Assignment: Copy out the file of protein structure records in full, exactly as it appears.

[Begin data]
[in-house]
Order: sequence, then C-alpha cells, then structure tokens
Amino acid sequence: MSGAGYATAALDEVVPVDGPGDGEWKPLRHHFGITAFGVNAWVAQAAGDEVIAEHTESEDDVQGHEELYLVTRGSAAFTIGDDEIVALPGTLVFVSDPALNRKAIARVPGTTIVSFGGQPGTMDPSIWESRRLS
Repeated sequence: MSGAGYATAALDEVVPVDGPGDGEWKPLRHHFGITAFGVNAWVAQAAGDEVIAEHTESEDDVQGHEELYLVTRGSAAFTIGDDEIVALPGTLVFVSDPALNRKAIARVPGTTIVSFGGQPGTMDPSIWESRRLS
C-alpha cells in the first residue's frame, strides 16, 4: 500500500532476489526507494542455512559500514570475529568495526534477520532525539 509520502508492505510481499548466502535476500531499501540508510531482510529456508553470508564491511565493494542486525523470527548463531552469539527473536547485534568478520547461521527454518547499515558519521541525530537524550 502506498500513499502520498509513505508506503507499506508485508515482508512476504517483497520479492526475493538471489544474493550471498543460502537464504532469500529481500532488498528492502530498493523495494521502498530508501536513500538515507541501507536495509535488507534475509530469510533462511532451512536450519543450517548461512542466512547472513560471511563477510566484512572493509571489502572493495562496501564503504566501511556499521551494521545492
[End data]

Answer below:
[in-house]
Order: sequence, then C-alpha cells, then structure tokens
Amino acid sequence: MSGAGYATAALDEVVPVDGPGDGEWKPLRHHFGITAFGVNAWVAQAAGDEVIAEHTESEDDVQGHEELYLVTRGSAAFTIGDDEIVALPGTLVFVSDPALNRKAIARVPGTTIVSFGGQPGTMDPSIWESRRLS
Repeated sequence: MSGAGYATAALDEVVPVDGPGDGEWKPLRHHFGITAFGVNAWVAQAAGDEVIAEHTESEDDVQGHEELYLVTRGSAAFTIGDDEIVALPGTLVFVSDPALNRKAIARVPGTTIVSFGGQPGTMDPSIWESRRLS
C-alpha cells in the first residue's frame, strides 16, 4: 500500500532476489526507494542455512559500514570475529568495526534477520532525539 509520502508492505510481499548466502535476500531499501540508510531482510529456508553470508564491511565493494542486525523470527548463531552469539527473536547485534568478520547461521527454518547499515558519521541525530537524550 502506498500513499502520498509513505508506503507499506508485508515482508512476504517483497520479492526475493538471489544474493550471498543460502537464504532469500529481500532488498528492502530498493523495494521502498530508501536513500538515507541501507536495509535488507534475509530469510533462511532451512536450519543450517548461512542466512547472513560471511563477510566484512572493509571489502572493495562496501564503504566501511556499521551494521545492